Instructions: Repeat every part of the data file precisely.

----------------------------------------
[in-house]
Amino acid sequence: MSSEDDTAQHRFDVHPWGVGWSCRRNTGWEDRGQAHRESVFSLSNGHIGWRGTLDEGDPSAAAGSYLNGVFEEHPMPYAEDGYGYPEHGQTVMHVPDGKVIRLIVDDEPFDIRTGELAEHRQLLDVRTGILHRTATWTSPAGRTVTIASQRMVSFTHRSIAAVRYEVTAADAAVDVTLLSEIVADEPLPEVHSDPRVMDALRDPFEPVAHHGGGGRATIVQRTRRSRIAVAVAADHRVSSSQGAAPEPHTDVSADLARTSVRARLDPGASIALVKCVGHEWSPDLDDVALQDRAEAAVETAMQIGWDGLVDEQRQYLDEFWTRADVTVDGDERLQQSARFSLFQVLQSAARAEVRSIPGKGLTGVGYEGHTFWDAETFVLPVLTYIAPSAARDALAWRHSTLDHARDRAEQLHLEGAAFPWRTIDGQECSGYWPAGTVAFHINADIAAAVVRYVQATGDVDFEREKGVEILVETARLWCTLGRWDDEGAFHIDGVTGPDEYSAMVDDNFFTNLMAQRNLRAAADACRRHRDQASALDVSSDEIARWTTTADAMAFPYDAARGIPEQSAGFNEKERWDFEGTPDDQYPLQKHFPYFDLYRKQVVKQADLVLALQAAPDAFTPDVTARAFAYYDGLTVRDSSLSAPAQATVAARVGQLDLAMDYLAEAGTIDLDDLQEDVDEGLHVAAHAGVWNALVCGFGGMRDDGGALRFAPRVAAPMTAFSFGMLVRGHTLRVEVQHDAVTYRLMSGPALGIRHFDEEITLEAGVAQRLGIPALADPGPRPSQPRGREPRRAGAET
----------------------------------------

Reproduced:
[in-house]
Amino acid sequence: MSSEDDTAQHRFDVHPWGVGWSCRRNTGWEDRGQAHRESVFSLSNGHIGWRGTLDEGDPSAAAGSYLNGVFEEHPMPYAEDGYGYPEHGQTVMHVPDGKVIRLIVDDEPFDIRTGELAEHRQLLDVRTGILHRTATWTSPAGRTVTIASQRMVSFTHRSIAAVRYEVTAADAAVDVTLLSEIVADEPLPEVHSDPRVMDALRDPFEPVAHHGGGGRATIVQRTRRSRIAVAVAADHRVSSSQGAAPEPHTDVSADLARTSVRARLDPGASIALVKCVGHEWSPDLDDVALQDRAEAAVETAMQIGWDGLVDEQRQYLDEFWTRADVTVDGDERLQQSARFSLFQVLQSAARAEVRSIPGKGLTGVGYEGHTFWDAETFVLPVLTYIAPSAARDALAWRHSTLDHARDRAEQLHLEGAAFPWRTIDGQECSGYWPAGTVAFHINADIAAAVVRYVQATGDVDFEREKGVEILVETARLWCTLGRWDDEGAFHIDGVTGPDEYSAMVDDNFFTNLMAQRNLRAAADACRRHRDQASALDVSSDEIARWTTTADAMAFPYDAARGIPEQSAGFNEKERWDFEGTPDDQYPLQKHFPYFDLYRKQVVKQADLVLALQAAPDAFTPDVTARAFAYYDGLTVRDSSLSAPAQATVAARVGQLDLAMDYLAEAGTIDLDDLQEDVDEGLHVAAHAGVWNALVCGFGGMRDDGGALRFAPRVAAPMTAFSFGMLVRGHTLRVEVQHDAVTYRLMSGPALGIRHFDEEITLEAGVAQRLGIPALADPGPRPSQPRGREPRRAGAET